These obligations on Gazprom will increase cross-border competition and lead to better integrated markets, which should help keep down gas prices.
But we wanted to enable customers directly to ensure that prices in the region will be competitive. That's because one of our competition concerns was that Gazprom was charging higher prices in five countries, namely Bulgaria, Estonia, Latvia, Lithuania and Poland.
We were concerned that customers in those countries faced higher prices than could be justified, compared to competitive gas prices in Western Europe.
That's why the third part of Gazprom's obligations is about giving customers in these countries an effective tool to make sure the price they pay is competitive.
In future, these customers will have the right to get their gas price adjusted, if it diverges from competitive benchmarks. These explicitly refer to prices quoted on Western European liquid gas trading hubs in Germany and in the Netherlands. If Gazprom does not agree to the customer's demand within 120 days, an arbitrator is appointed that will impose a competitive gas price that takes full account of these benchmarks.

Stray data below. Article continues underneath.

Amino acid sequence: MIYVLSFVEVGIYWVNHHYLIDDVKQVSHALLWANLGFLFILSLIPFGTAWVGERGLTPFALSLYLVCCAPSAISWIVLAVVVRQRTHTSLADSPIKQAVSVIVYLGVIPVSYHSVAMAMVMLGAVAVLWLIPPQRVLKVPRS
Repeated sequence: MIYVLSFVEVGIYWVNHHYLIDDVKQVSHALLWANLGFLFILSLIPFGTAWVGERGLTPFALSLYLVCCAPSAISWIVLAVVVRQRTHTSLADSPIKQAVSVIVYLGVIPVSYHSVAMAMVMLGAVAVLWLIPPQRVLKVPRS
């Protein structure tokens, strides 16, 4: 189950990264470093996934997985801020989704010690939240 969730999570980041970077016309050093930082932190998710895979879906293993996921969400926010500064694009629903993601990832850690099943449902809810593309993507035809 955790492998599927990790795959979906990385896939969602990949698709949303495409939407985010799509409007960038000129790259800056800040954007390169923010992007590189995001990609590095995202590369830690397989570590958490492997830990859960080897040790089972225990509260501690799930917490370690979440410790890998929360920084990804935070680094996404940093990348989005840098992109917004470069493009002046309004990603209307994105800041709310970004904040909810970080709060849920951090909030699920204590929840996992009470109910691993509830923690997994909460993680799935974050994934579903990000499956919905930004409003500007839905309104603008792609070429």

This will make sure that customers in these countries will never again face gas prices that are not competitive compared to the prices in Western Europe.
Finally, the obligations also address the concern that Gazprom may have used its market position in gas supply in Bulgaria to obtain favourable treatment concerning gas infrastructure. In particular, Gazprom cannot seek any damages from its Bulgarian partners following the termination of the South Stream project.
So, our decision today imposes on Gazprom a strict set of rules on how to do business in Central and Eastern Europe. It imposes clear obligations on Gazprom and gives effective rights to Gazprom's customers. Combined, this will enable the free flow of gas at competitive prices.
Feedback from market test